For many of us, driving is a vital component of freedom and independence. But aging brings physical changes that can jeopardize your future on the road.
“Most people I see don’t think they have any driving problems,” said Barbara Moscowitz, a geriatric social worker at Harvard-affiliated Massachusetts General Hospital in Boston. “But even subtle changes in your health can affect your reaction time. You need to address them while you’re well, so you can keep driving.”
Changes in eyesight may make it harder to see at night, read traffic signs, and cope with glare from oncoming headlights or sunlight reflecting on cars ahead of you. The American Academy of Ophthalmology recommends that people ages 65 and older have comprehensive eye exams at least every other year, though people with existing eye conditions might need more frequent follow-up. Hearing loss also can affect your driving skills by keeping you from noting outside noise such as sirens and horns. The American Speech-Language-Hearing Association recommends getting hearing checks every three years after age 50.
Quick fixes: Keep noise inside the car to a minimum, and cut back on night driving.
Chronic physical challenges – such as arthritis pain, the tremors of Parkinson’s disease, or the pain of chronic back problems – may cause difficulty gripping a steering wheel, turning to look for traffic or pressing the brakes. Stay active by exercising and stretching, which can help maintain the flexibility and strength you need to operate a car.
For people with Type 2 diabetes, driving skills can become impaired when blood sugar levels are less than 100 milligrams per deciliter (mg/dL), and you may lose consciousness, have blurred vision, or feel confused.
Quick fixes: If you’ve been diagnosed with diabetes, check your blood sugar before you drive, and keep a blood glucose meter in the car, as well as a quick-acting source of glucose, such as juice.
Serious problems with thinking skills, such as mild cognitive impairment and dementia, can cause drivers to get lost, become confused in high-traffic areas, and misjudge distance and timing so crucial to driving decision-making. When this occurs, it’s time to consider giving up the keys and finding an alternative means of transportation. But in general, mental sharpness fades as we age, which can affect your reaction time when a child runs into the street or a car cuts in front of you.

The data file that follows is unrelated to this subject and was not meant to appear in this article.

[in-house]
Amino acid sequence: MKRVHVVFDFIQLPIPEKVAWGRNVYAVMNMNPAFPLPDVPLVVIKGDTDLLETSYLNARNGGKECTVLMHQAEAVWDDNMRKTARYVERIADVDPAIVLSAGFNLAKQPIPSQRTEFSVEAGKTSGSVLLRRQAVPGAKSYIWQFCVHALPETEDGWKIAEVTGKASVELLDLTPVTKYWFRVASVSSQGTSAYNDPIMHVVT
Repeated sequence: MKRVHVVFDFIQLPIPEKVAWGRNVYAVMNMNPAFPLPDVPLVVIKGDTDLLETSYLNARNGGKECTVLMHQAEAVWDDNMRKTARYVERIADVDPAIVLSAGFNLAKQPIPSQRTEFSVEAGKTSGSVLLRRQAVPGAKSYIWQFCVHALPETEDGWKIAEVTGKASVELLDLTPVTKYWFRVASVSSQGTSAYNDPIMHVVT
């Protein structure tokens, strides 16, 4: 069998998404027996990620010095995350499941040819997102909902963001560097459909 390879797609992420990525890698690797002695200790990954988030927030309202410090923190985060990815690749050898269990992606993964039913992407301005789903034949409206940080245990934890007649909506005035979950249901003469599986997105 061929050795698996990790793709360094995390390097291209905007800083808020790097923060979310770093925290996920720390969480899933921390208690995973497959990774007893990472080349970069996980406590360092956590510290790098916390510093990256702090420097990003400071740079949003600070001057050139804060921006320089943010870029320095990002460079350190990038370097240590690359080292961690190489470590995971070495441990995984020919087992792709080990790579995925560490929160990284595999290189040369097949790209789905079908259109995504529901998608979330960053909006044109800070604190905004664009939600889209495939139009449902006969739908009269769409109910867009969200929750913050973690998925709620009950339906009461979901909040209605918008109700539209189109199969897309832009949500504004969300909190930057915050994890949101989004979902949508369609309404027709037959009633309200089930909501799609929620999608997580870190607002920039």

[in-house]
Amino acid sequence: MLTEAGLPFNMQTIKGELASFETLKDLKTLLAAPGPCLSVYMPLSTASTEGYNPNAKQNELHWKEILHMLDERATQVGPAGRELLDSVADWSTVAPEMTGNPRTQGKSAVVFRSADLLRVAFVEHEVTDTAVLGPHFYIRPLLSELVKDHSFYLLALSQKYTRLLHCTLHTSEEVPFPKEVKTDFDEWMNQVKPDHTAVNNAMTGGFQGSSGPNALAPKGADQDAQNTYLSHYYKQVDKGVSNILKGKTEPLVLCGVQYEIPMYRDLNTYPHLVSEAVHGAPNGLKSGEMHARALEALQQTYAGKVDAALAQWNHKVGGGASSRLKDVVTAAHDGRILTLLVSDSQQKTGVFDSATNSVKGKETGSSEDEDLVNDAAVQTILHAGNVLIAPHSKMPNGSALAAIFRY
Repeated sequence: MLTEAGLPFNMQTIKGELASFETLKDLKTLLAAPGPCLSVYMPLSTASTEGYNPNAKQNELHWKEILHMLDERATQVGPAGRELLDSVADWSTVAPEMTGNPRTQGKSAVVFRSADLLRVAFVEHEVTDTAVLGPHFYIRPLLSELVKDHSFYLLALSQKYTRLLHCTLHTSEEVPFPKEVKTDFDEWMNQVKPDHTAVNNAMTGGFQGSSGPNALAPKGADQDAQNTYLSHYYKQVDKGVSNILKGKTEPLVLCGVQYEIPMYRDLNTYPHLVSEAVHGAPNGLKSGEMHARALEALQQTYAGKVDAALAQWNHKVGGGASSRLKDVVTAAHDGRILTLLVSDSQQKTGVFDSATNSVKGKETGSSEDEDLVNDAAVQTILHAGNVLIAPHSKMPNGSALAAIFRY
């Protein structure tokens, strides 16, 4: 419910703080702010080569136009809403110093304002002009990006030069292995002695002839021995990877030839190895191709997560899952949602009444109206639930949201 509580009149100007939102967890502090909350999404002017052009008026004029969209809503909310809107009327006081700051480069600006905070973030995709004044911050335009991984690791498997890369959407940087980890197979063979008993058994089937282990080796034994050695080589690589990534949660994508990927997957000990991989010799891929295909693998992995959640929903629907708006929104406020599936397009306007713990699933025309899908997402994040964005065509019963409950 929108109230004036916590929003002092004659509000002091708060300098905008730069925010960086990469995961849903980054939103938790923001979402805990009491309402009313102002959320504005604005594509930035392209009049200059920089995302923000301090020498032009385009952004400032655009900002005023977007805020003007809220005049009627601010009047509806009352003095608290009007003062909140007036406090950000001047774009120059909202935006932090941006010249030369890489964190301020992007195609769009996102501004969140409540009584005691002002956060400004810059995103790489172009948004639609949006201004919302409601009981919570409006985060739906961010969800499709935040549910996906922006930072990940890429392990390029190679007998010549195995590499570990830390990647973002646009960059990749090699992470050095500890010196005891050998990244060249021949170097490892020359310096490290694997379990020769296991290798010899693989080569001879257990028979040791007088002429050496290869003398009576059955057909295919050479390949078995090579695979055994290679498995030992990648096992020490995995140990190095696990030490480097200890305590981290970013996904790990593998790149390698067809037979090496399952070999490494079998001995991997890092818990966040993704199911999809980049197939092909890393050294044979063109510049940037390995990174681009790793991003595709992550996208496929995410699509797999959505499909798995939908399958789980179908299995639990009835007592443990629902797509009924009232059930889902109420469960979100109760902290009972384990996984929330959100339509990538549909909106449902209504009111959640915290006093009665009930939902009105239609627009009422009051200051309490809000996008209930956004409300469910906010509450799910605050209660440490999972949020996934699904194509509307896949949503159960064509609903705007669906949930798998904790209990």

Quick fixes: Avoid driving during busy times of day, such as rush hour, and find different routes to avoid high-traffic areas.
MEDICATIONS AND ALCOHOL
Two big offenders that affect driving skills are medications and alcohol. Medications may cause side effects such as confusion, dizziness, and drowsiness. And remember that because you are older you metabolize alcohol differently, especially if you’re taking medication.
Quick fixes: Ask your physician to evaluate all of your drugs and supplements for their potential impact on your driving skills.
Heart attacks and strokes can cause you to lose consciousness behind the wheel. That’s why it’s important to become familiar with symptoms in case you need to pull over. For heart attack, you may experience chest pressure; chest pain that radiates to the left arm, neck, jaw or back; shortness of breath; unusual fatigue; dizziness; cold sweat; and nausea (although women may have a heart attack without experiencing chest pain).
The symptoms of a stroke or mini-stroke are any of the following, especially when they come on suddenly: weakness or numbness on one side of the body, dimming or loss of vision, dizziness, and confusion.
Quick fixes: If you experience any of these symptoms, stop the car in a safe place well off the road, then call 911.
People who are emotionally distressed may be putting themselves and others at risk when they get behind the wheel.
“People who are emotionally distressed from the loss of a loved one or even a move into a new home are getting in the car and thinking about their stress and sadness more than their driving,” Moscowitz said.
Quick fixes: Ask someone else to drive until you are able to manage your emotions, and seek professional help if your distress lasts longer than a few weeks. Depression symptoms include persistent feelings of hopelessness, loss of interest in activities you once enjoyed, insomnia, aches and pains, and fatigue.